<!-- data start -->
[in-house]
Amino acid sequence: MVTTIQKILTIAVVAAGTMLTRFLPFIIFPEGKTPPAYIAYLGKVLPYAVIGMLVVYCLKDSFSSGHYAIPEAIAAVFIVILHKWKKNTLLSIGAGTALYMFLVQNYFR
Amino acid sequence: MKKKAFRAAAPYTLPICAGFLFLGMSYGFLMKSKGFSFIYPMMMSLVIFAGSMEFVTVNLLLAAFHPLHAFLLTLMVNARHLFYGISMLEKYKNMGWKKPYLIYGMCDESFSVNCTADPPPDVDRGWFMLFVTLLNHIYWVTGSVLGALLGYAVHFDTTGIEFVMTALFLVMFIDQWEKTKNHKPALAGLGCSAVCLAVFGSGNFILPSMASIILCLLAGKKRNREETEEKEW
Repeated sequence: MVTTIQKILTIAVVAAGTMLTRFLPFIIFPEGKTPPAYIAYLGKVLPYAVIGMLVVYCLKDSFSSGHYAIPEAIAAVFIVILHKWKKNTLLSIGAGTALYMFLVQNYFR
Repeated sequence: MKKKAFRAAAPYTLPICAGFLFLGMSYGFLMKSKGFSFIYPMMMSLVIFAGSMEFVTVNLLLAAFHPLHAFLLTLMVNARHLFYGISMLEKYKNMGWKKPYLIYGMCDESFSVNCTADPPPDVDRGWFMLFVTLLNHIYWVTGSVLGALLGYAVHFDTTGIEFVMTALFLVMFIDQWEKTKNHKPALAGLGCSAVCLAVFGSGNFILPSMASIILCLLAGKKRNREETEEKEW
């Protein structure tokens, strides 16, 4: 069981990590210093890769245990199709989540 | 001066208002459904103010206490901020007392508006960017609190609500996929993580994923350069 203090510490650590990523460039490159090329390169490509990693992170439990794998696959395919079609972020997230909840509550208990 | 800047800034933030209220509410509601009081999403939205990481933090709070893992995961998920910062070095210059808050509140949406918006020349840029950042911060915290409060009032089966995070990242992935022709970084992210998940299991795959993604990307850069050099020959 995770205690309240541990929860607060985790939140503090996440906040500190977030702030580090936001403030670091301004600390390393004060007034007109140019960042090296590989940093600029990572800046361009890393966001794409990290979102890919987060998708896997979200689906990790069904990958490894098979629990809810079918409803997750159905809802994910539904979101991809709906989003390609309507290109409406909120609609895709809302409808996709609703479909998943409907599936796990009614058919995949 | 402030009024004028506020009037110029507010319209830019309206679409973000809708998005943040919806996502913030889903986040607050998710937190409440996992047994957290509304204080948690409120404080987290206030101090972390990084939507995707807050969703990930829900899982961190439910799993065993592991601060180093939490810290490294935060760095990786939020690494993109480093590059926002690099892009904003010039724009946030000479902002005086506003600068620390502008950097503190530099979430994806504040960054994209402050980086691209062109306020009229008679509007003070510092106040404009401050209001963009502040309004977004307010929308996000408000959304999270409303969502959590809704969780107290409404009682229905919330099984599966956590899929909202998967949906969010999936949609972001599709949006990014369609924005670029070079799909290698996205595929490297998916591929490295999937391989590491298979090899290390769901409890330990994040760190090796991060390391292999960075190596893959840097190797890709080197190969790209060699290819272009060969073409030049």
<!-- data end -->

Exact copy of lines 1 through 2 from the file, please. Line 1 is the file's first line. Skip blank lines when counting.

[in-house]
Amino acid sequence: MVTTIQKILTIAVVAAGTMLTRFLPFIIFPEGKTPPAYIAYLGKVLPYAVIGMLVVYCLKDSFSSGHYAIPEAIAAVFIVILHKWKKNTLLSIGAGTALYMFLVQNYFR